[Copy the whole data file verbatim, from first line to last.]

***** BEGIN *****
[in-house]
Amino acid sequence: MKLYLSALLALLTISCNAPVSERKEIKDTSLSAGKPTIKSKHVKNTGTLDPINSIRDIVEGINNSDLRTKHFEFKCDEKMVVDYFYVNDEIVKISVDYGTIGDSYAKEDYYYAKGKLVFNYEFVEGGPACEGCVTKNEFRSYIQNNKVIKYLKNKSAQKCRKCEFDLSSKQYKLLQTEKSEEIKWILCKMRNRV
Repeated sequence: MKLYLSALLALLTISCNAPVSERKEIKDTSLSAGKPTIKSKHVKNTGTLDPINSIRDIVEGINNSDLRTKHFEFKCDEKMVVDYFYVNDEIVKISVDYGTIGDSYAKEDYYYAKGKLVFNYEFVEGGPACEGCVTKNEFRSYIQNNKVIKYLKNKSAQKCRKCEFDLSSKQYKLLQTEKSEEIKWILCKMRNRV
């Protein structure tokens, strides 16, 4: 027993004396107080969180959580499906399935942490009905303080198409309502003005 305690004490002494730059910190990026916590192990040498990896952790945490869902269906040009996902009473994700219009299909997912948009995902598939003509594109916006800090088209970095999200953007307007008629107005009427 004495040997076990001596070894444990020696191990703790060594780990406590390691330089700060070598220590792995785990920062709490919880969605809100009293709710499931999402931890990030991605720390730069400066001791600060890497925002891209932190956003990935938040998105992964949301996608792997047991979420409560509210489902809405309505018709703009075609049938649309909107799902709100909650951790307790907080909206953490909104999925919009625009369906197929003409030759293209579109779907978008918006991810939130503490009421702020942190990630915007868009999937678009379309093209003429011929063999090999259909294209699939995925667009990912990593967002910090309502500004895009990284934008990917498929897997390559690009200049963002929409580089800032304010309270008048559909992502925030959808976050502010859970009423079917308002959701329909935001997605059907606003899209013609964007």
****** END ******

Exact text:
[in-house]
Amino acid sequence: MKLYLSALLALLTISCNAPVSERKEIKDTSLSAGKPTIKSKHVKNTGTLDPINSIRDIVEGINNSDLRTKHFEFKCDEKMVVDYFYVNDEIVKISVDYGTIGDSYAKEDYYYAKGKLVFNYEFVEGGPACEGCVTKNEFRSYIQNNKVIKYLKNKSAQKCRKCEFDLSSKQYKLLQTEKSEEIKWILCKMRNRV
Repeated sequence: MKLYLSALLALLTISCNAPVSERKEIKDTSLSAGKPTIKSKHVKNTGTLDPINSIRDIVEGINNSDLRTKHFEFKCDEKMVVDYFYVNDEIVKISVDYGTIGDSYAKEDYYYAKGKLVFNYEFVEGGPACEGCVTKNEFRSYIQNNKVIKYLKNKSAQKCRKCEFDLSSKQYKLLQTEKSEEIKWILCKMRNRV
């Protein structure tokens, strides 16, 4: 027993004396107080969180959580499906399935942490009905303080198409309502003005 305690004490002494730059910190990026916590192990040498990896952790945490869902269906040009996902009473994700219009299909997912948009995902598939003509594109916006800090088209970095999200953007307007008629107005009427 004495040997076990001596070894444990020696191990703790060594780990406590390691330089700060070598220590792995785990920062709490919880969605809100009293709710499931999402931890990030991605720390730069400066001791600060890497925002891209932190956003990935938040998105992964949301996608792997047991979420409560509210489902809405309505018709703009075609049938649309909107799902709100909650951790307790907080909206953490909104999925919009625009369906197929003409030759293209579109779907978008918006991810939130503490009421702020942190990630915007868009999937678009379309093209003429011929063999090999259909294209699939995925667009990912990593967002910090309502500004895009990284934008990917498929897997390559690009200049963002929409580089800032304010309270008048559909992502925030959808976050502010859970009423079917308002959701329909935001997605059907606003899209013609964007």